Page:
Increasing the number of prenatal vitamins that you take each day or taking folic acid in amounts greater than 400 mcg per day without a physician's supervision is inadvisable. At the higher doses, it is possible that folate supplementation may mask the presence of a vitamin B12 deficiency and result in neurological problems for the mother; therefore, take 400 mcg daily unless asked to take more by a physician who will provide appropriate evaluation and follow-up.
When looking for a good vitamin, your doctor can guide you to the right mix of nutrients for you. Remember that more isn't always better. In a study of over 22,000 pregnant women, those who took supplements with more than 10,000 international units (IU) a day of pre-formed vitamin A (retinol) were almost five times more likely to give birth to a baby with a birth defect than women who consumed 5,000 IU or less. (A good vitamin A alternative is beta-carotene, which the body will convert into vitamin only if needed. These days, many supplements have beta-carotene added to its formula but list it under Vitamin A activity.)
When Should I Be Taking Folic Acid?
In Western countries, the only vitamin really lacking in women's diets is folic acid. Birth control pills accentuate a woman's vitamin B9 (folate) deficit, and may also contribute to a vitamin B6 deficiency. So supplementing even when you are not trying to get pregnant is a good idea. The March of Dimes and the Centers for Disease Control (CDC) recommend that all women of child-bearing age get 400 micrograms (0.4 mg) of folic acid daily. This is especially wise if you are sexually active, in case you get pregnant unintentionally.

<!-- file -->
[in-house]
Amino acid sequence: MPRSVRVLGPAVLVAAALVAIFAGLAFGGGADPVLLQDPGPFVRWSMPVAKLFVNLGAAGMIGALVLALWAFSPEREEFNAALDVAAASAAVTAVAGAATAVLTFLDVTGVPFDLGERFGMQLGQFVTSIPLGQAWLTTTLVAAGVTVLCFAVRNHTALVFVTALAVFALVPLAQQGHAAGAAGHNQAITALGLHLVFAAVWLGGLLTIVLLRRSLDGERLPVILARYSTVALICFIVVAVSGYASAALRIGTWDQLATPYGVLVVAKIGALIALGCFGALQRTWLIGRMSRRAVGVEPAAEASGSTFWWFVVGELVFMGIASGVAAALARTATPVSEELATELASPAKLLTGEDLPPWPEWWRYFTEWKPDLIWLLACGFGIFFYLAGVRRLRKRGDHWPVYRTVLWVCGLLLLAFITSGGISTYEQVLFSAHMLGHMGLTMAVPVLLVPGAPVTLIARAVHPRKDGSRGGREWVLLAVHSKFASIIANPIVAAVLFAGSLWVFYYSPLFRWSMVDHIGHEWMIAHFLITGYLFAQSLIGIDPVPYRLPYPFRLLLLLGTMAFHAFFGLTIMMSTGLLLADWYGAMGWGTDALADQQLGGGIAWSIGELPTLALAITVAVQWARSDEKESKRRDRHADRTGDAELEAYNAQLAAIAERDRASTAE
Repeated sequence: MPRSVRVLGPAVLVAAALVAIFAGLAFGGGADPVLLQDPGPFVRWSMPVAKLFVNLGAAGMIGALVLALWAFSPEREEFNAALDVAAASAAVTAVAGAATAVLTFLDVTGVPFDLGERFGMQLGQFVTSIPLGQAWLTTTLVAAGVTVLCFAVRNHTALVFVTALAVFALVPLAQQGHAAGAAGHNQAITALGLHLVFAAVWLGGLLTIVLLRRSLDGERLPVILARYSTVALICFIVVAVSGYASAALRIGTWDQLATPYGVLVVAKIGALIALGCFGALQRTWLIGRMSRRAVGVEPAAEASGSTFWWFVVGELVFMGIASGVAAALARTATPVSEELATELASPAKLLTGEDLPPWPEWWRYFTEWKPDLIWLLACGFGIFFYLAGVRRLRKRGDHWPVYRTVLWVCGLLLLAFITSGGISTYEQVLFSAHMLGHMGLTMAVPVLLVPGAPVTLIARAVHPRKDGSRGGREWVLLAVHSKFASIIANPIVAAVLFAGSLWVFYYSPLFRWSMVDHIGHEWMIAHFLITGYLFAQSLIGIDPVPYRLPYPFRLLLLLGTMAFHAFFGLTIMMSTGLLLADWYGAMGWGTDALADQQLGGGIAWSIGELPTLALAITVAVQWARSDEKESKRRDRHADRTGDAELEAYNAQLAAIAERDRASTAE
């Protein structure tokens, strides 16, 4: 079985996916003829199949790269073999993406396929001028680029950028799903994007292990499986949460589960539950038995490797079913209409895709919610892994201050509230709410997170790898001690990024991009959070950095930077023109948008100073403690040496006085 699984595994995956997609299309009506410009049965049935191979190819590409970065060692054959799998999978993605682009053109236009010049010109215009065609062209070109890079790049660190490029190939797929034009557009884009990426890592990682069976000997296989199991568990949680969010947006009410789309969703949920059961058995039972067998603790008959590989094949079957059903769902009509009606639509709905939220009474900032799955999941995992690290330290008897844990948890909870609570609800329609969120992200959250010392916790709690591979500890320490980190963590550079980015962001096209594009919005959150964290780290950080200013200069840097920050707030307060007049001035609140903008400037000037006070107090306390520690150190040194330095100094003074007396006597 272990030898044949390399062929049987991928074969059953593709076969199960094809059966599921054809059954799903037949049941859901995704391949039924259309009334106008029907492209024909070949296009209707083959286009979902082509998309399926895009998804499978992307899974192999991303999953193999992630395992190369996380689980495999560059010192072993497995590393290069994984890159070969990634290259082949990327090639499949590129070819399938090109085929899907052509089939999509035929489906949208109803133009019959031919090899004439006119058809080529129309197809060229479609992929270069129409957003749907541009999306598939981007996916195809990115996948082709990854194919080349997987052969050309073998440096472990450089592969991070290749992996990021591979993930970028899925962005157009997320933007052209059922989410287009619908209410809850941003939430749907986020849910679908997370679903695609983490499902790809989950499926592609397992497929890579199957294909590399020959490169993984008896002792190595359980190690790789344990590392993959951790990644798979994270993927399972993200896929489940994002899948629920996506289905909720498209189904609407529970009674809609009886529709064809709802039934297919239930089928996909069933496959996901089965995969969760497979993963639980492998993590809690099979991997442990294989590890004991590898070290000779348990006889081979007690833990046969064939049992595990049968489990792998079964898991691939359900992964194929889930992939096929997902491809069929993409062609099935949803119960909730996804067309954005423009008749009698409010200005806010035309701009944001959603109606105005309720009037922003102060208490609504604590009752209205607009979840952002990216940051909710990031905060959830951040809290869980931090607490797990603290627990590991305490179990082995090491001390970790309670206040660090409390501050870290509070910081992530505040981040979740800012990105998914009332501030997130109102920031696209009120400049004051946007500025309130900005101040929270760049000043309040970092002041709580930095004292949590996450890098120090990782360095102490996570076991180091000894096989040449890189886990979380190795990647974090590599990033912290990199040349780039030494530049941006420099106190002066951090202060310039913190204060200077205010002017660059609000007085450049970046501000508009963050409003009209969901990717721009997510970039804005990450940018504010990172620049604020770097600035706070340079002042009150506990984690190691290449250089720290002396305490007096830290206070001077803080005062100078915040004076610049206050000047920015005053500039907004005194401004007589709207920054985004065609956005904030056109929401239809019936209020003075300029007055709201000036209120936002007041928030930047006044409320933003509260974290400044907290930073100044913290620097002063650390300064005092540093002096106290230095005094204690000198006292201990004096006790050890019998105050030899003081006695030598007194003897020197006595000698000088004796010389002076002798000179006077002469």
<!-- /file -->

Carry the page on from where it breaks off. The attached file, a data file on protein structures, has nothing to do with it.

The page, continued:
If you are planning to start or build your family, start taking prenatal vitamins at least two months before conception. A good prenatal vitamin should include folic acid and calcium among other nutrients that are important to a healthy pregnancy and baby. Research has shown that taking folic acid can reduce the occurrence of birth defects in the spine, skull, and brain (NTDs) by 50 to 70 percent.
Take folic acid daily. Because it is a water-soluble vitamin, is not stored in your body in significant quantities, and any excess is excreted in the urine.